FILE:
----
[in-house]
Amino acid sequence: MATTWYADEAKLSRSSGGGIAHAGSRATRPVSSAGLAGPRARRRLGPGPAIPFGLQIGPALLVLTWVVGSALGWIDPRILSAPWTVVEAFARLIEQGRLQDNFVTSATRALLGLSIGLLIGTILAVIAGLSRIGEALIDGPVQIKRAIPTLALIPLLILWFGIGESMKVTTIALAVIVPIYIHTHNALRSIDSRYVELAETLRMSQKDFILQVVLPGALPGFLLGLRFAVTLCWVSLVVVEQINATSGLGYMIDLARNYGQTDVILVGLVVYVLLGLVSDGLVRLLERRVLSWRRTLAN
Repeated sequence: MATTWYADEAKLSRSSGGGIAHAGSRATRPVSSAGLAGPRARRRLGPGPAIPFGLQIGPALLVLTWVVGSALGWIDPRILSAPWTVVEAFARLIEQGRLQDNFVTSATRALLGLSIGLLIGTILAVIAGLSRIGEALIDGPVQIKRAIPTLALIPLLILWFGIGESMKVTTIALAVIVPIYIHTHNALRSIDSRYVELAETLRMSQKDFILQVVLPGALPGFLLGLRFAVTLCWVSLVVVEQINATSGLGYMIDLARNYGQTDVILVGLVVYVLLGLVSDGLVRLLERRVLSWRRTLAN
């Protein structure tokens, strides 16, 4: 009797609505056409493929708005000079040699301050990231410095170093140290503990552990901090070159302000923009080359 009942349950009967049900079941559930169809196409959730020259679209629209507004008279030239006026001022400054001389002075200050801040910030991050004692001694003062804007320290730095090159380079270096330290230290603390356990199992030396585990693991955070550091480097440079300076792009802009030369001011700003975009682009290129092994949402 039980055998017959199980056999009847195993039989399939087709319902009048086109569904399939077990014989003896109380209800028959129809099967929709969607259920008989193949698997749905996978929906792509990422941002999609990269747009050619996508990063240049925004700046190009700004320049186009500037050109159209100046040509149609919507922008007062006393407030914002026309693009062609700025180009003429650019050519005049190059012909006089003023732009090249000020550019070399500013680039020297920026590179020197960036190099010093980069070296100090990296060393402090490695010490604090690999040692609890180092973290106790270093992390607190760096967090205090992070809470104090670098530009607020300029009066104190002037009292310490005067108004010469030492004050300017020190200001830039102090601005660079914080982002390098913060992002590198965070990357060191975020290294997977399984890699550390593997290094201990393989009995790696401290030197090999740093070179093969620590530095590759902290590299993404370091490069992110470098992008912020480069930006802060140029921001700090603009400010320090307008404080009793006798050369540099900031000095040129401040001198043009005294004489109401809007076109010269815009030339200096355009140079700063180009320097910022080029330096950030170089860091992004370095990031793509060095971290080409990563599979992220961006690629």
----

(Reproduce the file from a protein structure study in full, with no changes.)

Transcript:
[in-house]
Amino acid sequence: MATTWYADEAKLSRSSGGGIAHAGSRATRPVSSAGLAGPRARRRLGPGPAIPFGLQIGPALLVLTWVVGSALGWIDPRILSAPWTVVEAFARLIEQGRLQDNFVTSATRALLGLSIGLLIGTILAVIAGLSRIGEALIDGPVQIKRAIPTLALIPLLILWFGIGESMKVTTIALAVIVPIYIHTHNALRSIDSRYVELAETLRMSQKDFILQVVLPGALPGFLLGLRFAVTLCWVSLVVVEQINATSGLGYMIDLARNYGQTDVILVGLVVYVLLGLVSDGLVRLLERRVLSWRRTLAN
Repeated sequence: MATTWYADEAKLSRSSGGGIAHAGSRATRPVSSAGLAGPRARRRLGPGPAIPFGLQIGPALLVLTWVVGSALGWIDPRILSAPWTVVEAFARLIEQGRLQDNFVTSATRALLGLSIGLLIGTILAVIAGLSRIGEALIDGPVQIKRAIPTLALIPLLILWFGIGESMKVTTIALAVIVPIYIHTHNALRSIDSRYVELAETLRMSQKDFILQVVLPGALPGFLLGLRFAVTLCWVSLVVVEQINATSGLGYMIDLARNYGQTDVILVGLVVYVLLGLVSDGLVRLLERRVLSWRRTLAN
């Protein structure tokens, strides 16, 4: 009797609505056409493929708005000079040699301050990231410095170093140290503990552990901090070159302000923009080359 009942349950009967049900079941559930169809196409959730020259679209629209507004008279030239006026001022400054001389002075200050801040910030991050004692001694003062804007320290730095090159380079270096330290230290603390356990199992030396585990693991955070550091480097440079300076792009802009030369001011700003975009682009290129092994949402 039980055998017959199980056999009847195993039989399939087709319902009048086109569904399939077990014989003896109380209800028959129809099967929709969607259920008989193949698997749905996978929906792509990422941002999609990269747009050619996508990063240049925004700046190009700004320049186009500037050109159209100046040509149609919507922008007062006393407030914002026309693009062609700025180009003429650019050519005049190059012909006089003023732009090249000020550019070399500013680039020297920026590179020197960036190099010093980069070296100090990296060393402090490695010490604090690999040692609890180092973290106790270093992390607190760096967090205090992070809470104090670098530009607020300029009066104190002037009292310490005067108004010469030492004050300017020190200001830039102090601005660079914080982002390098913060992002590198965070990357060191975020290294997977399984890699550390593997290094201990393989009995790696401290030197090999740093070179093969620590530095590759902290590299993404370091490069992110470098992008912020480069930006802060140029921001700090603009400010320090307008404080009793006798050369540099900031000095040129401040001198043009005294004489109401809007076109010269815009030339200096355009140079700063180009320097910022080029330096950030170089860091992004370095990031793509060095971290080409990563599979992220961006690629």